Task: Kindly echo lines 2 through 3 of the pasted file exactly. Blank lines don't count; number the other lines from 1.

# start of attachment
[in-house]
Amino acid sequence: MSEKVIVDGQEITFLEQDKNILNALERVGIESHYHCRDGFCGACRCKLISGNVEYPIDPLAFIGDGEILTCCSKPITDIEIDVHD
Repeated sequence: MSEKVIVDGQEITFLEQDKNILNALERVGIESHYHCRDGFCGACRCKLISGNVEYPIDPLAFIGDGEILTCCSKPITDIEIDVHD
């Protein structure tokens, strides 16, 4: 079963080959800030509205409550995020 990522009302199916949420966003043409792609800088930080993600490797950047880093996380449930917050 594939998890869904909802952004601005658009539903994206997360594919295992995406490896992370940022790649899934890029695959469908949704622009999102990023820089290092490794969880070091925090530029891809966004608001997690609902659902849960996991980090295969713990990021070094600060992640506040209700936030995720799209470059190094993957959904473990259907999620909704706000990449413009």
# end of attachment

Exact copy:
Amino acid sequence: MSEKVIVDGQEITFLEQDKNILNALERVGIESHYHCRDGFCGACRCKLISGNVEYPIDPLAFIGDGEILTCCSKPITDIEIDVHD
Repeated sequence: MSEKVIVDGQEITFLEQDKNILNALERVGIESHYHCRDGFCGACRCKLISGNVEYPIDPLAFIGDGEILTCCSKPITDIEIDVHD